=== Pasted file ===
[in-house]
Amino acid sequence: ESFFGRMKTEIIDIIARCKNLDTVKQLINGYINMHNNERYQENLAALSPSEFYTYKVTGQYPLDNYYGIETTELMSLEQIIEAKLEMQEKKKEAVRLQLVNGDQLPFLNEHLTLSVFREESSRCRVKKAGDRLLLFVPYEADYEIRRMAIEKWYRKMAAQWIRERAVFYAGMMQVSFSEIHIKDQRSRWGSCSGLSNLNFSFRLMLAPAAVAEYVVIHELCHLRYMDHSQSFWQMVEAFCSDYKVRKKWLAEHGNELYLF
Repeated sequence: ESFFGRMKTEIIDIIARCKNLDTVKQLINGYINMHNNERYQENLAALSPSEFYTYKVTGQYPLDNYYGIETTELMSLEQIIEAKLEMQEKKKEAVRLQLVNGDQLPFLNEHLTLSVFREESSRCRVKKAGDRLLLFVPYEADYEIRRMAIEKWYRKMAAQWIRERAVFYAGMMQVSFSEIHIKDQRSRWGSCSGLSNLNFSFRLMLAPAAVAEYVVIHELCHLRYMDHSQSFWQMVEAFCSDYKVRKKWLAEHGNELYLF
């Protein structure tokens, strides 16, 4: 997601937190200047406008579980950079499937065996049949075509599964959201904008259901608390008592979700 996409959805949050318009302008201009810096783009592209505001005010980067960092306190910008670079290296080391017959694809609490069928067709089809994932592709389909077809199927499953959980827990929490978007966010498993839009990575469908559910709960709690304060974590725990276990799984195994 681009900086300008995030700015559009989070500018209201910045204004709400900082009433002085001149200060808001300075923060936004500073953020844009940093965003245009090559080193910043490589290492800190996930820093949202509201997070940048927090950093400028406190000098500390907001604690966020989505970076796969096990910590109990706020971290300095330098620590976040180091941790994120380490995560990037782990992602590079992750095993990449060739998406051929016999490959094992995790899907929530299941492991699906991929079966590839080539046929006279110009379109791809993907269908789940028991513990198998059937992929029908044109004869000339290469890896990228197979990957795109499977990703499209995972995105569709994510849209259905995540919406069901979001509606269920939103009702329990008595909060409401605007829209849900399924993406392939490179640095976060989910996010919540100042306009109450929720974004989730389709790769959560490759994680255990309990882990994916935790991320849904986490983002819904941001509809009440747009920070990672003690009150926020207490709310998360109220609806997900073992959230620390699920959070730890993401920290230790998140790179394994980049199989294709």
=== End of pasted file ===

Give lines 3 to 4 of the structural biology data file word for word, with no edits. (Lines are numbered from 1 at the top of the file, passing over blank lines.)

Repeated sequence: ESFFGRMKTEIIDIIARCKNLDTVKQLINGYINMHNNERYQENLAALSPSEFYTYKVTGQYPLDNYYGIETTELMSLEQIIEAKLEMQEKKKEAVRLQLVNGDQLPFLNEHLTLSVFREESSRCRVKKAGDRLLLFVPYEADYEIRRMAIEKWYRKMAAQWIRERAVFYAGMMQVSFSEIHIKDQRSRWGSCSGLSNLNFSFRLMLAPAAVAEYVVIHELCHLRYMDHSQSFWQMVEAFCSDYKVRKKWLAEHGNELYLF
């Protein structure tokens, strides 16, 4: 997601937190200047406008579980950079499937065996049949075509599964959201904008259901608390008592979700 996409959805949050318009302008201009810096783009592209505001005010980067960092306190910008670079290296080391017959694809609490069928067709089809994932592709389909077809199927499953959980827990929490978007966010498993839009990575469908559910709960709690304060974590725990276990799984195994 681009900086300008995030700015559009989070500018209201910045204004709400900082009433002085001149200060808001300075923060936004500073953020844009940093965003245009090559080193910043490589290492800190996930820093949202509201997070940048927090950093400028406190000098500390907001604690966020989505970076796969096990910590109990706020971290300095330098620590976040180091941790994120380490995560990037782990992602590079992750095993990449060739998406051929016999490959094992995790899907929530299941492991699906991929079966590839080539046929006279110009379109791809993907269908789940028991513990198998059937992929029908044109004869000339290469890896990228197979990957795109499977990703499209995972995105569709994510849209259905995540919406069901979001509606269920939103009702329990008595909060409401605007829209849900399924993406392939490179640095976060989910996010919540100042306009109450929720974004989730389709790769959560490759994680255990309990882990994916935790991320849904986490983002819904941001509809009440747009920070990672003690009150926020207490709310998360109220609806997900073992959230620390699920959070730890993401920290230790998140790179394994980049199989294709």